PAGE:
Each day an educator is challenged in several ways. Sometimes it is in how to get across a difficult concept, other times it is the complaints of unfair/ too difficult grading, and frequently it is misunderstanding through the breakdown of communication. Nevertheless, there comes a warm-snuggly day where an educator is reminded of why he or she works through the trials and stress of teaching.
For me, that day was yesterday. During a visit from local Congressman, Ron Kind, students responded to an email invitation to see him speak, and then called out the people, faculty and staff alike, who helped them make their lives more fulfilled. One particular student called out my name telling how he was empowered to help others with my encouragement.
As the student filed out of the room among companies, who hire our students; community partners, with whom we have a symbiotic relationship; and other faculty and staff, who thanked them for their kind words of appreciation, I had to wipe away a tear. These days come infrequently, but when they do they are what keeps me going on, even when students don’t understand that the homework assigned to them are truly in their best interests.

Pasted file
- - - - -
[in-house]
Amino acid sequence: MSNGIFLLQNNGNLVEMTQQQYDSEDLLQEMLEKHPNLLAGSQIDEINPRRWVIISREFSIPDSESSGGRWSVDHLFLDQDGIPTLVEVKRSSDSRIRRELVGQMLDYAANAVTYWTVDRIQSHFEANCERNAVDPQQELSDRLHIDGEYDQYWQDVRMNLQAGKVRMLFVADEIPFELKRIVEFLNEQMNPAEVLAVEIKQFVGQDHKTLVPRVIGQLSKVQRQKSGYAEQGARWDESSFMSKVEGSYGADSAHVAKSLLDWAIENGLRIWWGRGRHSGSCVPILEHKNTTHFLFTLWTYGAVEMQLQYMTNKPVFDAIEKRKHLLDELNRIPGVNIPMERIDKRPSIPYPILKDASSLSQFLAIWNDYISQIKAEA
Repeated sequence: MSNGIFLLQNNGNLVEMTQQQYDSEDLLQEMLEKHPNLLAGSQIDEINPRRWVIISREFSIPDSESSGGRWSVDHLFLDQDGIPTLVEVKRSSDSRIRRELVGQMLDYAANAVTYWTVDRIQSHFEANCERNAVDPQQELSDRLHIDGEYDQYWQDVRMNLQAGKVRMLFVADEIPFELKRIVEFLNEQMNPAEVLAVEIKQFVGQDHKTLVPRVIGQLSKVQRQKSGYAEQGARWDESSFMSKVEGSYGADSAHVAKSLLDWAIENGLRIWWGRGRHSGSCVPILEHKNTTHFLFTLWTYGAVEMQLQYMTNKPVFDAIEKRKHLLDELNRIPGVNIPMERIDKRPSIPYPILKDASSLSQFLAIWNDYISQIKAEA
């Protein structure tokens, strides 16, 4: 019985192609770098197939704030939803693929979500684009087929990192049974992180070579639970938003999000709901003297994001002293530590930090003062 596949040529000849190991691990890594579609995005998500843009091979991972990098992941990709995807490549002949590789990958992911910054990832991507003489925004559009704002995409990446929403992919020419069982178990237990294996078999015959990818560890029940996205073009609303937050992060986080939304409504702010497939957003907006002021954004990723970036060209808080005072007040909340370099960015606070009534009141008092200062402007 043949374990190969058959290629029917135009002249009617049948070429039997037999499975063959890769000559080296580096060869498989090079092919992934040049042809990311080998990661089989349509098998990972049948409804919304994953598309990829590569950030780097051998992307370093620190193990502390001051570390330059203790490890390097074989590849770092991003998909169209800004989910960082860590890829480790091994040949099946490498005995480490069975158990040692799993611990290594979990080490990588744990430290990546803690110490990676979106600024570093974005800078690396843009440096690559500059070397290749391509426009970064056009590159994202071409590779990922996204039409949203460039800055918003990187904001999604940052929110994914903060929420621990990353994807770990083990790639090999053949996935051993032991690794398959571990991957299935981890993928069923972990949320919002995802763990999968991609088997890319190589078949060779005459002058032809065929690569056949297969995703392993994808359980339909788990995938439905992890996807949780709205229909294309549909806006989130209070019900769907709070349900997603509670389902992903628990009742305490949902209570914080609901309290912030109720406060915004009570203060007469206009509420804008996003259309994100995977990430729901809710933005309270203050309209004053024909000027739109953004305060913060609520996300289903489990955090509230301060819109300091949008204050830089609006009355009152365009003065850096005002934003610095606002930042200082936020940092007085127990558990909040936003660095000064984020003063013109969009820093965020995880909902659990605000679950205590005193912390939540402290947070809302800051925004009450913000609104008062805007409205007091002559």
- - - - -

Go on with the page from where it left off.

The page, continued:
In many ways a student is like a garden, in the springtime of his or her degree the seeds are being planted. By the time a student complete new student orientation, he or she is sprouted and very tender. Over that first two quarters, the seedling needs more gentle guiding than later on. During his or her middle tenure the sprout grows to be a flowering and seed producing plant. Finally upon graduation, the student is being harvested and spreading the seeds for the next stage in his or her professional development. In the meeting, we had students at each stage of their education. Most new students were timid and just listened, but those students who have had time to come into their own spoke up defending the college that gave them a chance to succeed when they were ready.
Thank you to alumni including Scott Herdeman, Lisa Paulson, Michelle Hanson, and Denae Larrabee and student including Thomas Sharp, Jamie Stark, Rebecca Felten, Diana Ornes, Corina Russell, Robert Matthews, III, Kelsey Castro, Crystal Bundy, Shanleigh Ritger, and Rebecca Clements for speaking up for private sector education and how it has made their life more fulfilling. Shanleigh Ritger, a medical assisting student, attested to the reason she felt that Globe was a positive influence in her life, “My teachers all the way up to my [program] chair always make me feel that I am important.”
I also need to express gratitude; thank you Globe University for providing me the opportunity to grow and blossom as a professional, to work with these amazing minds, and to touch the lives of people each and every day. In addition, thank you each any every student. You bring me challenges and joy on a daily basis.